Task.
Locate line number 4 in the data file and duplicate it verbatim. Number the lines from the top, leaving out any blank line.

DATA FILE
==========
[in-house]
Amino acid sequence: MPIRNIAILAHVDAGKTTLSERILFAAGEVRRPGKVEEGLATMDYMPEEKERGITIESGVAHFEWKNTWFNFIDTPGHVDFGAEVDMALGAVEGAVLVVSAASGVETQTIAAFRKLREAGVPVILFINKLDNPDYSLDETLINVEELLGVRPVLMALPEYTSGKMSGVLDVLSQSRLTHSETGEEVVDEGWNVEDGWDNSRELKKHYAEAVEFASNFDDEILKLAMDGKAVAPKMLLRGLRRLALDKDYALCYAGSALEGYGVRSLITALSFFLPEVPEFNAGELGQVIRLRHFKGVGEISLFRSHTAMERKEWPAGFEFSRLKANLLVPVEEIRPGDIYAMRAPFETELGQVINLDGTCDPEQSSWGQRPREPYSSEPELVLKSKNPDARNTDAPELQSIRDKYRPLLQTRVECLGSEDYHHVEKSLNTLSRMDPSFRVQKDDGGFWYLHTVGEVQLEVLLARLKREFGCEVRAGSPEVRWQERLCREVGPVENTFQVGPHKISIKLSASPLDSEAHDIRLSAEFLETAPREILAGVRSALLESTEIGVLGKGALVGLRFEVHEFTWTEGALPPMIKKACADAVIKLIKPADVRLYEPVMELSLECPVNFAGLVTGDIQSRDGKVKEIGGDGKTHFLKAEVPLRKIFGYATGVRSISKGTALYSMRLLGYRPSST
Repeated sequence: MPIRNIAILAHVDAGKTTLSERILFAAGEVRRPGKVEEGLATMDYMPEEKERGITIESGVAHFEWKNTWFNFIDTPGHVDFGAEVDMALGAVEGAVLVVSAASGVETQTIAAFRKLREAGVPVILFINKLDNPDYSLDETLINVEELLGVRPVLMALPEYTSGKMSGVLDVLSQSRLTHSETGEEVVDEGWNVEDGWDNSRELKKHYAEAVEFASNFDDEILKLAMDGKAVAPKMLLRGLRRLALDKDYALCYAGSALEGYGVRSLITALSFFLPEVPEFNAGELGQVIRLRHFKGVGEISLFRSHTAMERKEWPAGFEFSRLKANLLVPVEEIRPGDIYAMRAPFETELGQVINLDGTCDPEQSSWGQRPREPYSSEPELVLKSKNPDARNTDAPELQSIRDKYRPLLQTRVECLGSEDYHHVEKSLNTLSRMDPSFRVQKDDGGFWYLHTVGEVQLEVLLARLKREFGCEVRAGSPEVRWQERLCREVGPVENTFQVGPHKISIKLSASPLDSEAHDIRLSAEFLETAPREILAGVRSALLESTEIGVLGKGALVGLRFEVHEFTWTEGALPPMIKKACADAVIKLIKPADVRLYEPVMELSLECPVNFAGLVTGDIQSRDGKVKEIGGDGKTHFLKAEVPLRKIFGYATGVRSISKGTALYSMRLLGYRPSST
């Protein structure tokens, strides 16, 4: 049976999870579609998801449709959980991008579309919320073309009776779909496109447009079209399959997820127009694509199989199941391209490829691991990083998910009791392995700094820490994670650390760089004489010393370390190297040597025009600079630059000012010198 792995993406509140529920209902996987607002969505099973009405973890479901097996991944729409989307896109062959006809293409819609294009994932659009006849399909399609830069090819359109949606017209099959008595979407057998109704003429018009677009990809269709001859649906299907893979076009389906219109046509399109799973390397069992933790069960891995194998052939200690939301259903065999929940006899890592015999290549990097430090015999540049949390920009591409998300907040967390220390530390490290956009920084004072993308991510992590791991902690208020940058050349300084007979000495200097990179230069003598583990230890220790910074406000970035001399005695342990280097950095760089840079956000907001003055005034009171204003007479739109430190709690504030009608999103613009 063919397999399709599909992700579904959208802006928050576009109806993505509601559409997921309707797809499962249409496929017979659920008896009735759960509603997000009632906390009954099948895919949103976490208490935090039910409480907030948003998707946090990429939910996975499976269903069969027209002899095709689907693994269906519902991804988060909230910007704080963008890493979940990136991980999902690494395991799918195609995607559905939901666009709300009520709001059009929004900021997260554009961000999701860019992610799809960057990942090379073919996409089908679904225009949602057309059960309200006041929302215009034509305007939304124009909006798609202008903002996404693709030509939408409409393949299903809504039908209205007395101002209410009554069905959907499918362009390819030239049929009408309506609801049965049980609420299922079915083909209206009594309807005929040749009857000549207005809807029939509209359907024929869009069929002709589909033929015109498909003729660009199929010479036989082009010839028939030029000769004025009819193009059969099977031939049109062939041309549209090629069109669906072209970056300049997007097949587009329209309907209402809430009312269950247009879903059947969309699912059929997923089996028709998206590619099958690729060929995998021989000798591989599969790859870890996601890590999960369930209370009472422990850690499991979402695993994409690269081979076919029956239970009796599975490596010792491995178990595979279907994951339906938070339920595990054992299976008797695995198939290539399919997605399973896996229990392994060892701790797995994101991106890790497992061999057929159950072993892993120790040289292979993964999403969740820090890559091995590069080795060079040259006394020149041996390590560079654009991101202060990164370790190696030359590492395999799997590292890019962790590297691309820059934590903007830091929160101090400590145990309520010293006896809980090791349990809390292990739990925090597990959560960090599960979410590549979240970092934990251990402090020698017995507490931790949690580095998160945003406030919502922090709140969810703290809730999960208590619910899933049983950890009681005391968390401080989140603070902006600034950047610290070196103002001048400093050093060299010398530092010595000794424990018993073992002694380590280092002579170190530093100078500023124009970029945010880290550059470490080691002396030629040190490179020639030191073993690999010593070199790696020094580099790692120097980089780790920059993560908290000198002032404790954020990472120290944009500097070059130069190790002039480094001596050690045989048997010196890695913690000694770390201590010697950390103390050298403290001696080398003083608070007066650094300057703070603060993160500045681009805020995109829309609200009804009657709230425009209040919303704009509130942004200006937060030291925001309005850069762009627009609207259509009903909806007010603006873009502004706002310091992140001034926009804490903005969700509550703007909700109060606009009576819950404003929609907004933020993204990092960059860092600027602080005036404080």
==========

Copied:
């Protein structure tokens, strides 16, 4: 049976999870579609998801449709959980991008579309919320073309009776779909496109447009079209399959997820127009694509199989199941391209490829691991990083998910009791392995700094820490994670650390760089004489010393370390190297040597025009600079630059000012010198 792995993406509140529920209902996987607002969505099973009405973890479901097996991944729409989307896109062959006809293409819609294009994932659009006849399909399609830069090819359109949606017209099959008595979407057998109704003429018009677009990809269709001859649906299907893979076009389906219109046509399109799973390397069992933790069960891995194998052939200690939301259903065999929940006899890592015999290549990097430090015999540049949390920009591409998300907040967390220390530390490290956009920084004072993308991510992590791991902690208020940058050349300084007979000495200097990179230069003598583990230890220790910074406000970035001399005695342990280097950095760089840079956000907001003055005034009171204003007479739109430190709690504030009608999103613009 063919397999399709599909992700579904959208802006928050576009109806993505509601559409997921309707797809499962249409496929017979659920008896009735759960509603997000009632906390009954099948895919949103976490208490935090039910409480907030948003998707946090990429939910996975499976269903069969027209002899095709689907693994269906519902991804988060909230910007704080963008890493979940990136991980999902690494395991799918195609995607559905939901666009709300009520709001059009929004900021997260554009961000999701860019992610799809960057990942090379073919996409089908679904225009949602057309059960309200006041929302215009034509305007939304124009909006798609202008903002996404693709030509939408409409393949299903809504039908209205007395101002209410009554069905959907499918362009390819030239049929009408309506609801049965049980609420299922079915083909209206009594309807005929040749009857000549207005809807029939509209359907024929869009069929002709589909033929015109498909003729660009199929010479036989082009010839028939030029000769004025009819193009059969099977031939049109062939041309549209090629069109669906072209970056300049997007097949587009329209309907209402809430009312269950247009879903059947969309699912059929997923089996028709998206590619099958690729060929995998021989000798591989599969790859870890996601890590999960369930209370009472422990850690499991979402695993994409690269081979076919029956239970009796599975490596010792491995178990595979279907994951339906938070339920595990054992299976008797695995198939290539399919997605399973896996229990392994060892701790797995994101991106890790497992061999057929159950072993892993120790040289292979993964999403969740820090890559091995590069080795060079040259006394020149041996390590560079654009991101202060990164370790190696030359590492395999799997590292890019962790590297691309820059934590903007830091929160101090400590145990309520010293006896809980090791349990809390292990739990925090597990959560960090599960979410590549979240970092934990251990402090020698017995507490931790949690580095998160945003406030919502922090709140969810703290809730999960208590619910899933049983950890009681005391968390401080989140603070902006600034950047610290070196103002001048400093050093060299010398530092010595000794424990018993073992002694380590280092002579170190530093100078500023124009970029945010880290550059470490080691002396030629040190490179020639030191073993690999010593070199790696020094580099790692120097980089780790920059993560908290000198002032404790954020990472120290944009500097070059130069190790002039480094001596050690045989048997010196890695913690000694770390201590010697950390103390050298403290001696080398003083608070007066650094300057703070603060993160500045681009805020995109829309609200009804009657709230425009209040919303704009509130942004200006937060030291925001309005850069762009627009609207259509009903909806007010603006873009502004706002310091992140001034926009804490903005969700509550703007909700109060606009009576819950404003929609907004933020993204990092960059860092600027602080005036404080």